Basic rule of Thumb:-
1. Current flow in Scotland = Flow of Electrons (negative to positive)
2. Current flow for England and others = Conventional flow (positive to negative) or Proton beam
Why is this the case? Does it matter? For most electrical applications - No. But there is exceptions to this rule...
Fleming's Hand Rules
A charged object will produce its own electric field. If that charge moves it will then also produce a magnetic field. If the moving charge is in another magnetic field then it will experience a Force.
The direction of the Force can be determined if you know the sign on the charge and the direction of the magnetic field. Magnetic field by definition runs from north to south.
Electron Current = Fleming's Right Hand Rule
Conventional Current = Fleming's Left Hand Rule
How the Rules Work...
First finger (index finger) = (Magnetic) field
Second finger (middle finger) = Current
Thumb = Direction of Force ('Thrust')
The video below shows a demonstration of a Current carrying piece of wire in a magnetic field and its resultant motion. (Warning - which version of Current is this?)
Applications of Fleming's Rules
As these rules are designed to work in 3 dimensions, in order to describe these accurately on paper (in 2 dimensions) we must use the following convention:-
To understand the above convention, it helps to imagine an arrow. With the arrow moving away from you (into the page) then what you can see is the arrow's flights. With the arrow moving towards you (out of the page) then what you can see is the arrow's tip.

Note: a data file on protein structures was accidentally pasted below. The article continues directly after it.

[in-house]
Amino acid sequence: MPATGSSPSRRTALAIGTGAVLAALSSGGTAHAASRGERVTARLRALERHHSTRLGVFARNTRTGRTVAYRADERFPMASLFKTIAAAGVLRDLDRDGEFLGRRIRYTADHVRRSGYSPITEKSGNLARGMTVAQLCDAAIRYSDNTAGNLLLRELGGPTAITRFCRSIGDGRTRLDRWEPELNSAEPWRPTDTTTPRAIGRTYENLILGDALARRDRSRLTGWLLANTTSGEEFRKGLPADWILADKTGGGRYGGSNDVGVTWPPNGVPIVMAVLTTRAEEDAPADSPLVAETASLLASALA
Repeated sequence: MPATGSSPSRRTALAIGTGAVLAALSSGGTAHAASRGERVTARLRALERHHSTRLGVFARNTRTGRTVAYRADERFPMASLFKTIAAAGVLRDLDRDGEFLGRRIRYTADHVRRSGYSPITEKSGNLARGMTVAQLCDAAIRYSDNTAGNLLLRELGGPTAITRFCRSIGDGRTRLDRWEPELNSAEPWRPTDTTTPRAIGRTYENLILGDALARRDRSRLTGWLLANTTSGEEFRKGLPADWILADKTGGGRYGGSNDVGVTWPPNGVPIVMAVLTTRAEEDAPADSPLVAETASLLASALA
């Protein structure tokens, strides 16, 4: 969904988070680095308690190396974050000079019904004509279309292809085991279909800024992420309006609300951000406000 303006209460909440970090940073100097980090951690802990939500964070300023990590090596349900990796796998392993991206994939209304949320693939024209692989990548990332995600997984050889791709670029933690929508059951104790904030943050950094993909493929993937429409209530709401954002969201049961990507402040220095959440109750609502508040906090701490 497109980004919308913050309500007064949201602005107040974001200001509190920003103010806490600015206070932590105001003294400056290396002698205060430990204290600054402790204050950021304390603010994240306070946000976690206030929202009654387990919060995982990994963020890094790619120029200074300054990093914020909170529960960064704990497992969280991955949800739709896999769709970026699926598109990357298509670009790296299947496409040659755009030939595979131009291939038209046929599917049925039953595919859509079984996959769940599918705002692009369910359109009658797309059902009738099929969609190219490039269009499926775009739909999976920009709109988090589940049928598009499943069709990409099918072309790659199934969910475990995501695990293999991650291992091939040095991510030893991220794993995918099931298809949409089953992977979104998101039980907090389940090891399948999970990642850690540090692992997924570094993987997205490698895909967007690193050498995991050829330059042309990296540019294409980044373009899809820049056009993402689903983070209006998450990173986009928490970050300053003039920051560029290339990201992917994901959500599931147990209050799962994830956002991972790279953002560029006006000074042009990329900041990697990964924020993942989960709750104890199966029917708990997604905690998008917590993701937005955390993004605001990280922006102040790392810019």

Fleming's Rules and CERN
To understand how physicists at CERN on the French-Swiss border create and control beams of charged particles, we must simply apply Fleming's rules.
The first particle accelerators were linear accelerators. The original LINAC designed by Cavendish Lab in 1930 used a potential of up to 800kV to accelerate Protons down an eight foot long vacuum tube. This gave the protons an energy of 800keV ( 800,000 electron-Volts ). The beam of particles can then be directed at a target. Modern Linear accelerators are much more powerful, for example the Stanford Linear Collider give Protons an Energy of 80 GeV.
Linear accelerators are useful but can be cumbersome due to the large length required to accelerate particles to high energies. In order to reach high energies with limited space, the Cyclotron was developed.
In a Cyclotron, charged particles are injected into the centre of the device. An alternating Voltage between the 'dees', accelerating the charged particles. Once inside the 'dees', a magnetic field causes the charged particles to move in a circular path. This repeats over and over with the accelerating particles moving in ever-increasing radii circles within the device until the desired energy is reached and the particles are extracted.
The final stage in the evolution of particle accelerators is the Synchrotron.
Synchrotrons use electric and magnetic fields to accelerate charged particles around a ring. This is the technology behind the Large Hadron Collider at CERN.
A Synchrotron use a continuous series of electromagnets to accelerate charged particles around the ring. As the particle's speed increases, the electromagnet's strength is increased to provide enough force to hold the charged particle in a circular path. At very high energies, the charged particles are moving so fast that Relativistic effects (increased mass) must be taken into account.
Synchrotrons are used to probe the Standard Model through extremely high energy collisions of particles. As of June 2015, collisions were being performed with a combined energy of 13 TeV (13x1012eV).